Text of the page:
Gender wealth gap soars to 42% by age 64 with staggering 177% disparity in shares and severe long-term economic impact on women, warns Women’s Budget Group

Date Posted: Monday 2nd October 2023

Gender Wealth GapWealth Tax

Please note: a previous version of this press release included a mismatch in the percentage gap and age band in the key findings on the gendered distribution of wealth by age. This was changed on 3 October 2023 to include the correct figures. We apologise for any inconvenience.

The Women’s Budget Group, the UK’s leading feminist economics think tank, has today published new analysis on the gender wealth gap, sourced from ONS Wealth and Assets Survey.

Together with Tax Justice UK and Patriotic Millionaires UK, they are calling on the UK Government and opposition parties to adopt wealth taxes which will help close the gender wealth gap and promote a gender equal economy.

Key findings:

  • Men have on average £92,762 more in total wealth than women, a gap of 35%.
  • Among 25 to 34, the average gender wealth gap is negligible. Within the ages of 35 to 44, it is 28%. After age 45, the average gender wealth gap starts growing significantly. By age 64, the average gender wealth gap is 42%.
  • For men, the main source of wealth is private pension, which is an individual source of wealth. Whereas for women, over 50% of their wealth comes from property and physical wealth (household possessions and vehicles), which is shared with other household members.
  • The gap between the average value of UK shares held by men and women is £3,974, a gap of 177%.
  • Men have an average private pension wealth of £83,879 more than women, a gap of 90%.

Tax Justice UK and Patriotic Millionaires UK have previously set out six wealth tax policies that could raise up to £50 billion, including:

  • a proposal for a 2% annual wealth tax on people with £10 million in assets which could raise £22 billion a year.
  • equalizing capital gains with income tax rates, raising up to £15.2 billion a year.


Dr Mary-Ann Stephenson, WBG Director said,

“Tax is the contribution we all make to a healthy and well-functioning society. How much tax we pay should be linked to the resources we have to draw from.”

“It’s not right that income from wealth is taxed at a lower rate than earnings from employment. It also makes no sense to leave personal wealth itself untouched while inequality rises, and public services like schools, nurseries, social care and the NHS fall to pieces.”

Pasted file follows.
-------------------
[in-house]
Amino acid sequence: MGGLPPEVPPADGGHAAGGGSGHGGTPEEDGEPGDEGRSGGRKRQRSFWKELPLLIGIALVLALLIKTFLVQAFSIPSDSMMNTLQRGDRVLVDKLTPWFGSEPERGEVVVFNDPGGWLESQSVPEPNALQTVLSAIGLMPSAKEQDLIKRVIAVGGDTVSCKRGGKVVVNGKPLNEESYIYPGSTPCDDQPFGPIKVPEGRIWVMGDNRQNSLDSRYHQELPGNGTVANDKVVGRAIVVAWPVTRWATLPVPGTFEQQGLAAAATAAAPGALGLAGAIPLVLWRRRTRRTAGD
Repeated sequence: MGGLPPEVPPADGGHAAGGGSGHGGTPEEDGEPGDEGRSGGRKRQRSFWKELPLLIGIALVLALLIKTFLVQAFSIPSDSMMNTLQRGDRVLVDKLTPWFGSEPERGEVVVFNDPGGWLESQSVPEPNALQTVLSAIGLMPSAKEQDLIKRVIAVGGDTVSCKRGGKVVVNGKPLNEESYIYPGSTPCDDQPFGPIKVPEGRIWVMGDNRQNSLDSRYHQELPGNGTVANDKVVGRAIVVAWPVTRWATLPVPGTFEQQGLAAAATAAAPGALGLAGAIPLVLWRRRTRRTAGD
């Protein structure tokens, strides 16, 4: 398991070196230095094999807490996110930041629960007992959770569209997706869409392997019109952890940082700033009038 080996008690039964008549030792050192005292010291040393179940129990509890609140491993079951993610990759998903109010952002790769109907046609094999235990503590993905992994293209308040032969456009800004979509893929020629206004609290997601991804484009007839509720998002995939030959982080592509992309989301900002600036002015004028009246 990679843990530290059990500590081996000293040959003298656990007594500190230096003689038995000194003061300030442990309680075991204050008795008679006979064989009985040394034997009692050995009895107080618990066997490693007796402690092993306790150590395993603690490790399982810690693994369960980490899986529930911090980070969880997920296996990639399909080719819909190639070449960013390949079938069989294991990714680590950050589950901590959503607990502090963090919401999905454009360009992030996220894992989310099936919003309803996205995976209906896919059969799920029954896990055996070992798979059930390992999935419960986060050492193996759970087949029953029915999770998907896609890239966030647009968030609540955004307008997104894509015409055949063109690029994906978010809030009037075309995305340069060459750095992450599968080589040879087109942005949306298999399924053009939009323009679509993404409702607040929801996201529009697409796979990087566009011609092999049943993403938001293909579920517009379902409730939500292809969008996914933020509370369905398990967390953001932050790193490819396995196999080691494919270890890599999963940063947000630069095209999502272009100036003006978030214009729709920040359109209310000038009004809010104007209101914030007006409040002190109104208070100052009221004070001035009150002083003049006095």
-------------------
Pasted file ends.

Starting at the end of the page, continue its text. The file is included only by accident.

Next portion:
“Men earn more on average than women over a lifetime largely because they do less unpaid care work than women and are therefore more able to work full time and climb higher up the career ladder.”

“This leaves men with more disposable income to invest in assets and shares and in private pensions, which translate into higher levels of wealth. Meanwhile, women shoulder the majority of unpaid care, and are more likely to live in poverty as a result.”

“And it is women, especially Black and minoritized women, working class women, disabled women and lone parents, currently bearing the brunt of the cost-of-living crisis while being told there’s no money for the social security and social infrastructure they desperately need.”

“Raising money through greater taxes on wealth could contribute to higher investment in public services, which are the foundations of our economy. Moreover, wealth taxes would transfer money from wallet to purse contributing to a fairer and more gender equal economy.”

Geetie Singh-Watson, a member of the Patriotic Millionaires UK said,

“Failing to tax wealth appropriately has far reaching consequences. Allowing the huge chasm between the very richest and the rest to continue growing only serves to exacerbate and compound existing inequalities, such as the gender wealth gap.

It’s outrageous that our economic system allows money to accumulate disproportionately with those that already have it. It’s no coincidence that men make up the majority of millionaires, and will continue to do so if we don’t take action to redistribute resources through fair taxation. It’s time we tax wealth more effectively to rebalance the scales of our society.”


Notes to Editors

  • The components of Total net wealth in the WAS are private pension wealth, financial wealth, physical wealth and property wealth.
  • The only element that includes only wealth at the individual level is pension wealth. The other elements combine personal wealth and household wealth, which is distributed among the adult members of the household.
  • Link to Briefing by Tax Justice UK with breakdown of £50 billion raised through wealth taxes:
  • In 2021, the top 1% wealthiest individuals concentrated 21.3% of the total wealth in the UK.


About the Women’s Budget Group

The UK Women’s Budget Group (WBG) is the UK’s leading feminist economics think tank, providing evidence and analysis on women’s economic position and proposing policy alternatives for a gender-equal economy. We act as a link between academia, the women’s voluntary sector and progressive economic think tanks.

WBG spokesperson available for comment, contact:

Viktoria Szczypior, Communications Officer: /